If you want to go this route, you have to carefully observe the licence under which an article is published, and take all relevant steps to obtain permission to use the article.Usage rights are usually defined in the applicable usage licence attached to the article. Just because an article is Open Access does not mean copyright is not involved – it just means that the article is free to access.
Authors usually do not mind their articles being used as long as they are properly referenced, since their articles get more exposure in this way.
Examples of successful implementations:
- Open Education Resources (OER), www.oercommons.org, have made teaching and learning materials freely available to use. This supports shared teacher expertise and peer-based learning.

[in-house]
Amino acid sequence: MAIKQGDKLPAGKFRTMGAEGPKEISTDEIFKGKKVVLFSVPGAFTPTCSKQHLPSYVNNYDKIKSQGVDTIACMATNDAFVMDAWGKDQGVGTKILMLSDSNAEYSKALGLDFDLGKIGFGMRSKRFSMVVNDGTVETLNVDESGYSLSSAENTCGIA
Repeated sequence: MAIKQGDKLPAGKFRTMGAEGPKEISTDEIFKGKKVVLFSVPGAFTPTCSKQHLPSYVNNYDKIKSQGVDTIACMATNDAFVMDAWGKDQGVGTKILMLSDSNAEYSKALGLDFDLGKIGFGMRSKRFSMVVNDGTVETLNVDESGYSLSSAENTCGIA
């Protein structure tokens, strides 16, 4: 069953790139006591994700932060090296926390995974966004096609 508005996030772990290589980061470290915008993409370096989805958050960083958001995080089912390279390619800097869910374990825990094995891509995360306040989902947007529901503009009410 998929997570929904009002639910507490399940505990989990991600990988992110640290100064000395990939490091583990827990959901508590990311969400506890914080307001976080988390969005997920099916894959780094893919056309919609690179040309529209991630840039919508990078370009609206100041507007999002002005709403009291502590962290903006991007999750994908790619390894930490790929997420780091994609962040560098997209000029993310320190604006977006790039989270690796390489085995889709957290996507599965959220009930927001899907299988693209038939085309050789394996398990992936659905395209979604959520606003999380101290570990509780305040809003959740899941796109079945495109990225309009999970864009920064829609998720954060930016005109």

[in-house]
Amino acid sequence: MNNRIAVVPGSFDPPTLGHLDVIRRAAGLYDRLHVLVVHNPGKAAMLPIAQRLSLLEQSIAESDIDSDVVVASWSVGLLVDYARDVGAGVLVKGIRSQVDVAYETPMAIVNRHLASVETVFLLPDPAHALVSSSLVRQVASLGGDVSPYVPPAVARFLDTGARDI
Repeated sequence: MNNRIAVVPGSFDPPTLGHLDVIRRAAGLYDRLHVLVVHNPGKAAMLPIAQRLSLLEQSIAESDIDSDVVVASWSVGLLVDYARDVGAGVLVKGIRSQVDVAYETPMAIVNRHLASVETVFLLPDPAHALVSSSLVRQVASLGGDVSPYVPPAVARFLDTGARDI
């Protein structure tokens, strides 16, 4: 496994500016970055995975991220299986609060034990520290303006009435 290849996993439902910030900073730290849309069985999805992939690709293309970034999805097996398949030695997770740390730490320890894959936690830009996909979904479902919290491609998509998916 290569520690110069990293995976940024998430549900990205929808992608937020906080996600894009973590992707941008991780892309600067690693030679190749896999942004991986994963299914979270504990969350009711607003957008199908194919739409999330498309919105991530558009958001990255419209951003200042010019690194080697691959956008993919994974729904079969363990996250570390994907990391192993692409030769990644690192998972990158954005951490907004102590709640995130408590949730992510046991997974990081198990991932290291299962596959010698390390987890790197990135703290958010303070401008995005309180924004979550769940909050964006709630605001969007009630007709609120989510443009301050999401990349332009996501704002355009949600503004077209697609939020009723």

- eCPD®, www.healthcare.ecpd.co.za, makes use of Open Access scholarly articles that are peer-reviewed as reading material for healthcare professionals’ continuous professional development (CPD) courses.
- Massachusetts Institute of Technology (MIT), http://ocw.mit.edu, offers open courses free of charge, and then only charges for the examination.
Although Open Access articles are free to access, there may still be certain usage limitations applicable. It may also be a challenge to find Open Access material that complements your course outcomes.
In support of Open Access Week 2013 (21 – 27 October 2013), a global week providing academic and research communities with the opportunity to learn more about the benefits of Open Access resources and to share what they have learned with colleagues and peers, we are holding a free webinar.
Learn more about the Open Access licence and the advantages and challenges it holds when using Open Access content in your eLearning courses, and see examples of effective implementations in our 30-minute online webinar on 23 October 2013 at 4:00 PM - 04:30 PM, GMT +2. CLICK HERE TO REGISTER.